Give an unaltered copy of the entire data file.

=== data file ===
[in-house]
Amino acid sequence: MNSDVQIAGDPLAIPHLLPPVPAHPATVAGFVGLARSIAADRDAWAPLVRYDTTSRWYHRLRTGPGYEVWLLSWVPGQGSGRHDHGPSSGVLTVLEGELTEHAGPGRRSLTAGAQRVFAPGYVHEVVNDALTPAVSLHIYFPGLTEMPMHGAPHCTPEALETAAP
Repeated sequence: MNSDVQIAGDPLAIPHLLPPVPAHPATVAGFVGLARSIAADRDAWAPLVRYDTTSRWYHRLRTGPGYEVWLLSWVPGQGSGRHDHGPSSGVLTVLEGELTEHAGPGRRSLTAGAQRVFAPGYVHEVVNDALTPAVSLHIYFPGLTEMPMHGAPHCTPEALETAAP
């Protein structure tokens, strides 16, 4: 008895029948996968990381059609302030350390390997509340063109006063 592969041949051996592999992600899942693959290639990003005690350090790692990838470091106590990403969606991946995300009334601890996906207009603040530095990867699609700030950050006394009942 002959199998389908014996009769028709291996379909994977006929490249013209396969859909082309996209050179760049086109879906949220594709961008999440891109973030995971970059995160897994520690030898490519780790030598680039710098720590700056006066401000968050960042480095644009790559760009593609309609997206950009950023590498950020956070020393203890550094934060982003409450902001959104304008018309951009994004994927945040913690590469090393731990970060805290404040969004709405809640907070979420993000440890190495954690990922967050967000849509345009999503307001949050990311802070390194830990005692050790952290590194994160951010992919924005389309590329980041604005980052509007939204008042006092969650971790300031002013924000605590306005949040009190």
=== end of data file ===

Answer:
[in-house]
Amino acid sequence: MNSDVQIAGDPLAIPHLLPPVPAHPATVAGFVGLARSIAADRDAWAPLVRYDTTSRWYHRLRTGPGYEVWLLSWVPGQGSGRHDHGPSSGVLTVLEGELTEHAGPGRRSLTAGAQRVFAPGYVHEVVNDALTPAVSLHIYFPGLTEMPMHGAPHCTPEALETAAP
Repeated sequence: MNSDVQIAGDPLAIPHLLPPVPAHPATVAGFVGLARSIAADRDAWAPLVRYDTTSRWYHRLRTGPGYEVWLLSWVPGQGSGRHDHGPSSGVLTVLEGELTEHAGPGRRSLTAGAQRVFAPGYVHEVVNDALTPAVSLHIYFPGLTEMPMHGAPHCTPEALETAAP
């Protein structure tokens, strides 16, 4: 008895029948996968990381059609302030350390390997509340063109006063 592969041949051996592999992600899942693959290639990003005690350090790692990838470091106590990403969606991946995300009334601890996906207009603040530095990867699609700030950050006394009942 002959199998389908014996009769028709291996379909994977006929490249013209396969859909082309996209050179760049086109879906949220594709961008999440891109973030995971970059995160897994520690030898490519780790030598680039710098720590700056006066401000968050960042480095644009790559760009593609309609997206950009950023590498950020956070020393203890550094934060982003409450902001959104304008018309951009994004994927945040913690590469090393731990970060805290404040969004709405809640907070979420993000440890190495954690990922967050967000849509345009999503307001949050990311802070390194830990005692050790952290590194994160951010992919924005389309590329980041604005980052509007939204008042006092969650971790300031002013924000605590306005949040009190």